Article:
Private-sector retirement plans got a passing mention Tuesday at the Democratic National Convention, where the party platform focused on Social Security.
Delegates gathered in Charlotte, N.C., learned that their party's platform states that President Barack Obama “will make it easier for Americans to save on their own for retirement and prepare for unforeseen expenses by participating in retirement accounts at work,” but details of how that strategy would be implemented were absent.
The platform presents priorities “in broader strokes,” said a DNC official who did not want to be identified.
The DNC platform being presented to delegates pledges to protect Social Security “for this and future generations,” and criticized Republicans who “have shown a shocking willingness to gut these programs to pay for tax cuts for the wealthiest.”
The Republican convention platform, approved Aug. 29, calls for “comprehensive reform” of Social Security including a higher retirement age and slower rate of benefit growth for higher income earners, while allowing younger workers to have personal investment accounts.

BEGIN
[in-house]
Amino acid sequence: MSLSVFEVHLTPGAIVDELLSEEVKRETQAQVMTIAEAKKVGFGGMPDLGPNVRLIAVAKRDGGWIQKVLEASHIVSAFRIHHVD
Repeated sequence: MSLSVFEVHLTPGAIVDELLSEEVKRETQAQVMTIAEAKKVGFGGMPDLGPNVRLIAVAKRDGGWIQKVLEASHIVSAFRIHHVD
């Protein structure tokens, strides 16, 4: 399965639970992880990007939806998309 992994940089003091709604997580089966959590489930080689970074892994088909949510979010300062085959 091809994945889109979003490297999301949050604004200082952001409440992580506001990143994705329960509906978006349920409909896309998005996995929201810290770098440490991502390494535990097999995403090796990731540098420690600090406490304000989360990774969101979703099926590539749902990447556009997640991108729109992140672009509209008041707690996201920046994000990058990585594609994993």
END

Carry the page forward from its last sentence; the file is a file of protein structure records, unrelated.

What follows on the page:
In response, the DNC platform, which delegates are expected to approve Tuesday, pledges to “block Republican efforts to subject Americans' guaranteed retirement income to the whims of the stock market through privatization. We reject approaches that insist that cutting benefits is the only answer.”
Karen Friedman, executive vice president and policy director for the Pension Rights Center in Washington, said her group appreciated the DNC's strong stance on protecting Social Security, “but what we really need is a holistic retirement income policy that talks about the need to create secure and adequate pensions on top of Social Security. Just telling people to save is not enough. Both parties really fall short on that.”